“The best way to find yourself is to lose yourself in the service of others.”


We all like to think that we have a calling in life, sometimes we embrace it, sometimes we ignore it or sometimes we just don’t recognize it.  For Margaret and Roger Bloss they had two distinct callings and they embraced them completely. One was to raise a family of ten children with immense love and faith; the other was to save people from themselves and their addictions.

As individuals they had both been touched by addiction, Margaret married an alcoholic who died from his disease at the early age of 36.  Through her experiences she became involved in Al-Anon and in the 60’s she was involved in the establishment of a Safe House for wives and children needing a safe place to stay due to the potential dangers of a loved one’s alcohol addiction.  Richard was a father of three children and was a recovering alcoholic; he became heavily involved in Alcoholics Anonymous.

A friend of Margaret’s set the couple up and their love began to grow and the couple went on to marry.  They decided that despite the potential pitfalls they wanted to make the relationship work.  Now a large family of twelve, they faced many struggles and life was not always easy, but their love, faith and determination persevered. They raised their family as practising Catholics and faith was always a huge part of their lives together.  Roger actually passed away on Easter Sunday; the family gained great comfort in this and took it as a sign that they would be ok.

Their personal experiences led them both to work and help others struggling with addiction.  They had an in-depth understanding of the damage that alcohol addiction can do and wanted to use this knowledge to save others.  Margaret went on to become a certified addiction counsellor.  She used her qualification to help those suffering from addiction as a program director of Amethyst Dependency Services, the chairperson of Madison County Community Services Board and finally as an active member of the Madison County Mental Health Board.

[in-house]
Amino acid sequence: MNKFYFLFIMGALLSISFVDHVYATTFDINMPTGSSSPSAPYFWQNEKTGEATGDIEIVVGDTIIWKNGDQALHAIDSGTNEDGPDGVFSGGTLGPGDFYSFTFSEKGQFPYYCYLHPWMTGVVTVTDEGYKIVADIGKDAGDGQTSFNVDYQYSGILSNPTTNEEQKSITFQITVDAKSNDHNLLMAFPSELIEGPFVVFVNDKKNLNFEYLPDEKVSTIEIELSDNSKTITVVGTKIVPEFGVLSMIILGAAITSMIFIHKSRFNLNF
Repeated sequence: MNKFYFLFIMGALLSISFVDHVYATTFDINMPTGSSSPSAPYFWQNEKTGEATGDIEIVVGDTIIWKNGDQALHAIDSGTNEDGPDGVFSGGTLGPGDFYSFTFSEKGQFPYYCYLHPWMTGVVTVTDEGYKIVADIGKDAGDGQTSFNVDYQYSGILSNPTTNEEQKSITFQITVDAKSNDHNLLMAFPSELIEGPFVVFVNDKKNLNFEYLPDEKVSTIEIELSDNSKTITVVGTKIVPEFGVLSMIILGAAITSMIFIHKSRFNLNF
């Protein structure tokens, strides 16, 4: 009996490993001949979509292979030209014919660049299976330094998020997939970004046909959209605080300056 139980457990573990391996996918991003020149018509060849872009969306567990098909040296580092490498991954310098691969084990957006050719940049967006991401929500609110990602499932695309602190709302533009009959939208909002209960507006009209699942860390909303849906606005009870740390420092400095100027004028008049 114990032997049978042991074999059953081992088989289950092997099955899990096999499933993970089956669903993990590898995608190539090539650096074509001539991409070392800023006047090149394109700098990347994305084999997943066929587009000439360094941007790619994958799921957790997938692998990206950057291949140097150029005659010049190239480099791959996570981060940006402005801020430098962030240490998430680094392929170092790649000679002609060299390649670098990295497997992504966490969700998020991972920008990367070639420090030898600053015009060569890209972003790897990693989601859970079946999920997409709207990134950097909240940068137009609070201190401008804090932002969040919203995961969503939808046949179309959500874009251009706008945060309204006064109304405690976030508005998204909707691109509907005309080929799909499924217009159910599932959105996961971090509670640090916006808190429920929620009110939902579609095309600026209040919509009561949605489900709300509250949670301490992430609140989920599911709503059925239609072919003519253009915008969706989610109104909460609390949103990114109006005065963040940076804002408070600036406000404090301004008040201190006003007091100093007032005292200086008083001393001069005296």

As a recovering alcoholic Richard used his experience with the AA fellowship to help other alcoholics overcome their disease. Richard went beyond AA meetings and was involved with various prisons working with inmates.  His dedication and commitment was evident in the fact that he never forgot the anniversaries of those in the program.  Just days before Richard passed away he ensured that medallions marking the milestones of members were arranged to be presented to them.

When discussing the lives of their parents and their legacy the children referred to them as kind, caring, non-judgmental and as saints.  Their influence went far beyond their family, as they had clearly touched the lives of many.  At a recent memorial service for the couple hundreds were in attendance and many shared stories with their children about the salvation they had offered them.

When we are faced with our mortality at various points in our life, we think of the life we have lived and how we would be remembered.  Margaret and Roger Bloss took the challenges, sadness and pain they had experienced and collectively used it to change and save lives. What is a good life, a fulfilled life- is this it?  Albert Einstein once said that “only a life lived for others is a life worthwhile”.  Should we heed the genius’ determination, the life of Margret and Roger Bloss was unquestionably worthwhile.